USA — Saratoga Springs is looking to rid the shore of Utah Lake from an invasive weed.
The Daily Herald of Provo reports that city officials are hoping to bring in helicopters to spray herbicide on several miles of the lake’s shore that are inundated with phragmites.
The weed is a dense, invasive plant from Europe that grows more than 20 feet tall. The weed is fueling wildfires, providing habitat for mosquitoes, wrecking critical wildlife habitat, overtaking native vegetation and making vast stretches of shoreline impassable to fishermen and recreation-goers.
The Utah Lake Commission wants to begin a 10-year, large-scale attack on phragmites across the lake in a few months, starting in Saratoga Springs.
“This is a positive thing for us, especially with the fire danger in the area,” said Saratoga Councilman Cecil Tuley. “We have experienced a previous fire that was pretty scary.”
In 2004, illegal fireworks around the edge of Utah Lake sparked a fire in the phragmites reeds. The flames erupted into a 60-acre wildfire that came within feet of dozens of homes. In Saratoga Springs’ fire assessment plan, phragmites has been named the highest fire threat to the community.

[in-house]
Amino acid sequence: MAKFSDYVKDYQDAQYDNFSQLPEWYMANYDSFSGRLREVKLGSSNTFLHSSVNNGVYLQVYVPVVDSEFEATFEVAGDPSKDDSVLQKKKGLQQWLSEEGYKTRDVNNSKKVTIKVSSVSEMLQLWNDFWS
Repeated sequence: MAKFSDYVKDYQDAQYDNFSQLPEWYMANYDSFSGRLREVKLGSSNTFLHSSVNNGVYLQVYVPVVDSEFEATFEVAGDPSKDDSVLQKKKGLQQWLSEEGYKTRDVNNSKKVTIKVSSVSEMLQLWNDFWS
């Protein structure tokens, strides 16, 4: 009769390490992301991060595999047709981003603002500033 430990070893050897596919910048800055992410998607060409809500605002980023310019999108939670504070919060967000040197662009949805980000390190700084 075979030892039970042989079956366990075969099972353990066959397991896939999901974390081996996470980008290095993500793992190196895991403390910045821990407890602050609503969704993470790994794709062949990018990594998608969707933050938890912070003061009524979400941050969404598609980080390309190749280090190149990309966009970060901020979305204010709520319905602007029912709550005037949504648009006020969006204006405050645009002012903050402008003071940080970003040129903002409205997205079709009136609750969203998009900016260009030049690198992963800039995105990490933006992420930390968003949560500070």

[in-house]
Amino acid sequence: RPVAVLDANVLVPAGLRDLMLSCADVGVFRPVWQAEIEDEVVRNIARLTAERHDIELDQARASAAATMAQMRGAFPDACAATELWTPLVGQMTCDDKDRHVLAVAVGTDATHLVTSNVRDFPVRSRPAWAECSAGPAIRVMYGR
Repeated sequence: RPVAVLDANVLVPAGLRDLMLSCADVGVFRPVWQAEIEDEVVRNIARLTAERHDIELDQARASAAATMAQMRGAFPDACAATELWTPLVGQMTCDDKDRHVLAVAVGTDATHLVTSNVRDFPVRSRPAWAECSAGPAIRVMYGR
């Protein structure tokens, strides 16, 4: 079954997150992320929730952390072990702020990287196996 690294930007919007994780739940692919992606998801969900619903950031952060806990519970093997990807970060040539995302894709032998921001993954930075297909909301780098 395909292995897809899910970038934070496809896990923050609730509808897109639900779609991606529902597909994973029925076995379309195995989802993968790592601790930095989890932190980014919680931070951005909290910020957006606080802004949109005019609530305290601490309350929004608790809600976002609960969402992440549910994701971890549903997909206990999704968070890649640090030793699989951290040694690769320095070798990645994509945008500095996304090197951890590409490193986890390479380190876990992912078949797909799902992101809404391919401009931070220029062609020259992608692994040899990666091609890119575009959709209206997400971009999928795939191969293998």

The Utah Lake Commission has applied for a $30,000 state grant to help with the project.
In the past 15 years, phragmites has destroyed most of the important waterfowl habitat around Utah Lake, county officials have said. In many places the plant has spread 100 yards into the lake from the shoreline.
Officials are also targeting Saratoga Springs first because the reeds are most visible to the public there, and seeing success will help build support in other cities, said commission director Reed Price.
“People will be able to see the difference with and without phragmites,” Price said. “Most of the other shoreline of Utah Lake is agricultural and the difference probably wouldn’t be noticed as much. There was a conscious effort to be visible.”